Figuring the virus out since it first appeared in the 1980s has been a lengthy process, however. "In 2014 we completed the genomic sequence and were surprised that it fit into this giant virus category," says Wilhelm of the virus, which boasts 370,000 base pairs. It also presented some unforeseen surprises. "Not only does it have genes that are similar to other giant viruses, it also has genes similar to the host, to bacterial genes, to bacterial virus genes," he says. "It's a real mosaic genetically."

Still, some scientists appear to be poking a sleeping bear by unearthing viruses from long ago. Are they putting us in harm's way, however inadvertently?

Could Giant Viruses Be Disastrous for People?

An artist's rendering of a Mimivirus (left) compared with the bacterium Escherichia Coli (center) and an average virus (right).
An artist's rendering of a Mimivirus (left) compared with the bacterium Escherichia Coli (center) and an average virus (right).
SIP/UIG via Getty Image

The alarm began in 1992 with the accidental discovery of the world's first giant virus, known as Mimivirus. It was so large that scientists originally thought it to be a pneumonia-causing bacterium [source: Wessner]. "This really turned the world on its head," says Wilhelm of the scientific community's response to the discovery.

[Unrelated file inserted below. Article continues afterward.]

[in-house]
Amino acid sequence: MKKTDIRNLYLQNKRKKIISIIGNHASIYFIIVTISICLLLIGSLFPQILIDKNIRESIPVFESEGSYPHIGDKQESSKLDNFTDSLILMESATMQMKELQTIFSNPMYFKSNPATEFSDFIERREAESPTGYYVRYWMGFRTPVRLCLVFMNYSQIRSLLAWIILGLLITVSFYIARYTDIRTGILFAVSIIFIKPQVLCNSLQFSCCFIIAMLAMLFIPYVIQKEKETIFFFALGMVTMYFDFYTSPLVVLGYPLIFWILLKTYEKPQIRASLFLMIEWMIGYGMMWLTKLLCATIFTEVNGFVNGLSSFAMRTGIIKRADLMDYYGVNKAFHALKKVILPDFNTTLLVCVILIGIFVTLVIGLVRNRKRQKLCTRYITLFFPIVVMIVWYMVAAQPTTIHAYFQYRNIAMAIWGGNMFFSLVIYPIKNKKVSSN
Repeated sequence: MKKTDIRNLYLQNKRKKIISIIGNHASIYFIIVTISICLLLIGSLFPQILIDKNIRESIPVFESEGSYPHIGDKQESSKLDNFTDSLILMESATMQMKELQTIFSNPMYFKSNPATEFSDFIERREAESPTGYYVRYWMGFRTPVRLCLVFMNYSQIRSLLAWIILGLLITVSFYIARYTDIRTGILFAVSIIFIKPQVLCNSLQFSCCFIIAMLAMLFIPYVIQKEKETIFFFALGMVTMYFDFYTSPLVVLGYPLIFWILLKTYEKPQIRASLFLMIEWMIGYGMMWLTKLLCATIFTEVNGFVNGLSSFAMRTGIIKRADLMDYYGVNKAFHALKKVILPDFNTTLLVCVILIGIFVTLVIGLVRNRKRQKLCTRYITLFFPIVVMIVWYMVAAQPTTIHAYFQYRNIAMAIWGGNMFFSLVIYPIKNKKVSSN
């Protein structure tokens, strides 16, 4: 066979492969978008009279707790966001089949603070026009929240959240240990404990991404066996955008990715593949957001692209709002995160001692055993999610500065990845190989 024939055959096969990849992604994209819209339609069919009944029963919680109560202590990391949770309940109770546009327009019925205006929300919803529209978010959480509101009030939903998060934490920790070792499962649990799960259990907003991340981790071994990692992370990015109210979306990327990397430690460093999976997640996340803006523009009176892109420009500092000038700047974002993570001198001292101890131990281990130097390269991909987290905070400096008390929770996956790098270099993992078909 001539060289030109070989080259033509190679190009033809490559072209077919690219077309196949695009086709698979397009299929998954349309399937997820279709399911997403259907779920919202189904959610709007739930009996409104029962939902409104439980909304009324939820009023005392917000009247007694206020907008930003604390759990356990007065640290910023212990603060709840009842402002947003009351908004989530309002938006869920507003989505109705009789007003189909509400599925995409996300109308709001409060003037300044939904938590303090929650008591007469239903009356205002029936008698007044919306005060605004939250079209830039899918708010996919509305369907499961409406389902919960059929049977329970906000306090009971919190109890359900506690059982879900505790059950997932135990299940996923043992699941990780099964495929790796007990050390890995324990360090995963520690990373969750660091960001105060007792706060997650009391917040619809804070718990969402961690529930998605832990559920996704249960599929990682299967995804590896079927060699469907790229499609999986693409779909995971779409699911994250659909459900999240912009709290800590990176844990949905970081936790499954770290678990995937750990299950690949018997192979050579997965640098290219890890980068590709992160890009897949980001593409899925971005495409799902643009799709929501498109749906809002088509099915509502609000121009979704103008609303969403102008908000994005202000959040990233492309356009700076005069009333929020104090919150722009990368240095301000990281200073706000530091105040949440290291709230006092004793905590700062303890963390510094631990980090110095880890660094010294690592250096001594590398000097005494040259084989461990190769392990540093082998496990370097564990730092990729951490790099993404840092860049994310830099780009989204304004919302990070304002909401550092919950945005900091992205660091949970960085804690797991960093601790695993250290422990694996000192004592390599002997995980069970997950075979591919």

Then, scientists discovered a new giant virus in the Siberian permafrost in 2014, after roughly 30,000 years deep in slumber. Once put in contact with amoeba, the virus, known as Pithovirus sibericum, invaded amoeba like a kid attacks birthday cake. Fortunately, the researchers were able to determine that the virus cannot infect animals or humans, much like their other giant virus brethren [source: Sirucek]. Phew.

This discovery has since raised concerns that more ancient viruses will eventually be unleashed on the world, thanks to the effects of global warming. "They've done an interesting study," remarks Wilhelm. "It adds some new perspective on different viruses that are out there and the possible genes they could contain, but I think the environmental implications of permafrost thawing are much bigger concerns," he says.